Thursday morning’s meeting of Europe’s central bank left global markets a bit ambivalent.
In response, the gold price was down slightly (-0.35%) to $1,320/oz after slipping in the early morning hours. The precious metal is virtually unchanged over the past month.
Spot silver dipped just below unchanged (-5¢) at $16.40/oz. Platinum moved sideways to $950/oz.
Meanwhile, palladium pared gains to $975/oz (+0.8%).
European Central Bank Turns Surprisingly Hawkish
The ECB stood pat on interest rates at its March meeting as expected, but investors paid greater attention to the language of its policy statement.
While the central bank will continue its monthly bond purchases of €30 billion through at least September, it removed language that indicated the bank would step up with more quantitative easing (QE) if necessary.
ECB President Mario Draghi told the press that the rhetorical shift was unanimous among the 25 members of the bank’s Governing Council.
The change is seen as a step toward the end of QE in the eurozone.
The given reason for scaling back stimulus expectations was an improving outlook for Europe’s economic growth and inflation rate.
As a result, the euro fluctuated and European stocks built upon earlier gains. France’s CAC 40 led the way, still up 1.15%.
Bonds in Europe rebounded from a wave of selling. In the U.S., the 10-year Treasury yield hovered around 2.86%.
Little attention was given to weekly jobless claims, which rose 21,000. New filings for unemployment benefits had previously been at a 48-year low.
Potential Trade War Still On Investors’ Minds
Markets still awaited developments in the ongoing drama over tariffs and trade wars.
President Trump remains intent on using steel tariffs to protect American producers despite opposition to the move from Congress and the media.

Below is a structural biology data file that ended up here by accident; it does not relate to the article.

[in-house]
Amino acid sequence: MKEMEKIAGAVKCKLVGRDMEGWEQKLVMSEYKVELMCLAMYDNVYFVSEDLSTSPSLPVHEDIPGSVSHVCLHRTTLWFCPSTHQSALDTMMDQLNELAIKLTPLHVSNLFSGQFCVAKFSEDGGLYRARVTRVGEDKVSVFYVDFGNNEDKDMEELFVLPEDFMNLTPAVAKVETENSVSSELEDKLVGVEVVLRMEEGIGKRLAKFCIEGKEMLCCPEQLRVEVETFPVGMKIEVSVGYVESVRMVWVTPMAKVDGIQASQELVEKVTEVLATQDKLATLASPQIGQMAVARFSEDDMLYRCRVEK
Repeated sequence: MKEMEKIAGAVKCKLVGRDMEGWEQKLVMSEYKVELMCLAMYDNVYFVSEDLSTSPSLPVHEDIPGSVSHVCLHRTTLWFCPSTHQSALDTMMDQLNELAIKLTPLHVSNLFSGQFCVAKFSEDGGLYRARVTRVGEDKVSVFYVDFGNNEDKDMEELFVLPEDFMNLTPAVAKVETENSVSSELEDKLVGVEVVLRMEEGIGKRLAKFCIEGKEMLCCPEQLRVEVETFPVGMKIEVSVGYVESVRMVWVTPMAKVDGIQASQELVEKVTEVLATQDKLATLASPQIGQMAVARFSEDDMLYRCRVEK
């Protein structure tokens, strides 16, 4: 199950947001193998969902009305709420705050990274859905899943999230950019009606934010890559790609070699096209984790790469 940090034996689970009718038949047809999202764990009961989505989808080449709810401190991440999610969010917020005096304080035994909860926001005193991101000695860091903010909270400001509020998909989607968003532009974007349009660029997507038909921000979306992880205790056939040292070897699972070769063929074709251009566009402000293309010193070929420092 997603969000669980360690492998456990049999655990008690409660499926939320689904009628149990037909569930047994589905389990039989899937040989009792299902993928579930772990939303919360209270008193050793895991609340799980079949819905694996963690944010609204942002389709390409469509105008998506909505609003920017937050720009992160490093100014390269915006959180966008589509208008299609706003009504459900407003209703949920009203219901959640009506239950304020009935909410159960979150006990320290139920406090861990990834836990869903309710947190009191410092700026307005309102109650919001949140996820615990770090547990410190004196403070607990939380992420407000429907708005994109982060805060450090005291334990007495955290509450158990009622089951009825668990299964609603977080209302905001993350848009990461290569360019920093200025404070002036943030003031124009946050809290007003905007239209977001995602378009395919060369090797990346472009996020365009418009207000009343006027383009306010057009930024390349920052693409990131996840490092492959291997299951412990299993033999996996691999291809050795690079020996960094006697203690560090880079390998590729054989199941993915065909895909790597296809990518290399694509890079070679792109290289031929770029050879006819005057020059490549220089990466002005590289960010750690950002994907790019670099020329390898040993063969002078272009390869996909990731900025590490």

In reaction to the rather vocal pushback against the policy proposal, Trump seems unlikely to impose a blanket import duty.
There has already been discussion of exempting key U.S. trading partners such as Canada.
Nonetheless, authorities in Europe and China have forcefully announced that they will respond to any new trade barriers with retaliatory measures of their own.
The U.S. dollar held onto early morning gains, trading at 89.8 on the DXY index.
Other major currencies posted relatively minor losses against the USD.
Stocks also opened higher in the U.S. after a mixed performance on Wednesday. The Nasdaq was on track for its fifth straight winning session as the technology sector remains hot.
Elsewhere, shares were up 1% in Shanghai and rallied 1.5% in Hong Kong. However, stocks saw more modest gains overnight in Tokyo.
For commodities, trade war fears caused copper prices to slump 1.7% to about $3.08 per pound.
Crude oil was steady after a big drop yesterday. WTI crude traded at $61.30/bbl and Brent crude was around $64.30/bbl.
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